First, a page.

Seven Years of Painting Nude Men

New Year is always a time of introspection, evaluating where you are, where you're going. On the new year of 2021 I wanted to take stock of my progress in my chosen field. I gathered together the paintings I considered to be my best male nude work of each year and lined them all up:

The jump from 2014 to 2015 was very significant. I can see a lot of progress there, particularly in terms of value and colour. However, I was shocked and frankly rather disappointed to see that I had made almost no progress from 2015 to 2018! I had clearly found a way to do things that produced a passable result, and I stuck with it, never pushing out of my comfort zone. This is the very antithesis of art, but it's so easy a trap to fall into.

I did start to feel it, the stagnation, towards the end of 2019, and to combat this I challenged myself to do twenty versions of the same painting. This broke me free of the drudgery and 2019 saw a significant improvement. The 2019 painting is still one of my favourites. It was the first painting using the Zorn palette in oil pastels, which really made me see colour differently. I also started seeing other people's work differently in 2019, favouring those with loose brushstrokes and broken colour more than ever.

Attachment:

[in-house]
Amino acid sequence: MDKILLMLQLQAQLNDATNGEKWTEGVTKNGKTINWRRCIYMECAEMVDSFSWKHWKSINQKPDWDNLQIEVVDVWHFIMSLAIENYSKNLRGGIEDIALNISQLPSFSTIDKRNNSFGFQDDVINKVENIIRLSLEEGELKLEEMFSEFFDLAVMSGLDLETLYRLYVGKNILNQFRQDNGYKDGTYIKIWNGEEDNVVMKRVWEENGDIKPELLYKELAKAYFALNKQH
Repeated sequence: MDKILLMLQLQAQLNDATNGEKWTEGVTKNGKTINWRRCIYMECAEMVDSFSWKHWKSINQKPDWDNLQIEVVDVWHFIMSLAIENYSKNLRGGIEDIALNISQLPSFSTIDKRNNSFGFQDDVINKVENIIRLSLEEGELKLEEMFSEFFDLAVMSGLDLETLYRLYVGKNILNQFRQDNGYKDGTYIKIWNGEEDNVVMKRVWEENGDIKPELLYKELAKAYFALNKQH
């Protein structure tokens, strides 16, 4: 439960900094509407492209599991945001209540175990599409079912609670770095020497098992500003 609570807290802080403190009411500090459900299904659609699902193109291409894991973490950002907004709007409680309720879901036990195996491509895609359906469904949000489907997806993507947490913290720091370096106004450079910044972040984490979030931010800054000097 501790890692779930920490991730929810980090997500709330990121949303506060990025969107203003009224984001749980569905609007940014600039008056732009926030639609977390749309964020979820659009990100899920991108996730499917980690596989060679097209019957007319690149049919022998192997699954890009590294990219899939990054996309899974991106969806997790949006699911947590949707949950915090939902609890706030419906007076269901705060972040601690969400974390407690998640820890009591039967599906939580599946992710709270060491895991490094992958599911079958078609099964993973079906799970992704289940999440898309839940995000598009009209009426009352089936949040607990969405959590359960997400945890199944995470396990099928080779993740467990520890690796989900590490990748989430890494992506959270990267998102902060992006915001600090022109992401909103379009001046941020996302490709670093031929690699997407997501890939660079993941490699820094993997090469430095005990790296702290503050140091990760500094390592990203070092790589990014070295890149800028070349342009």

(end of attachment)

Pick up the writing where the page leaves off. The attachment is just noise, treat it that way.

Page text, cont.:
2020 saw some strong work as I practised with the Zorn palette more and worked hard on loosening up my painting, culminating in "Pretty in Punk" from the wantneed series. This is an A4 (8" x 11") work using Paul Rubens oil pastels on Clairefontaine Paint-On Buff and is, I believe, one of my best paintings to date:

One of the things that really made the difference to the 2020 work was my realisation that I chose to work with oil pastels because I like them - yet I spent a lot of energy bending them to my will and coming up with results that did not express the vitality and immediacy of oil pastels themselves. I wasn't allowing the oil pastels to be part of the painting. Up to 2019, I was diligently blending out all imperfections with my clay shapers, making sure all holes were covered, ensuring edges were neat and all blending was perfectly smooth. The fact of it is that I could have been working with any media. One of the reasons that I love "Pretty in Punk" so much is that I let the oil pastels express themselves and, because of that, the process flowed very enjoyably with minimal fussing about, and it resulted in beautiful broken colours, lost and found edges, and a cacophony of luscious textures when scrutintised up close, as the zoomed in images above show.

Let's see how I feel about it in another seven years...

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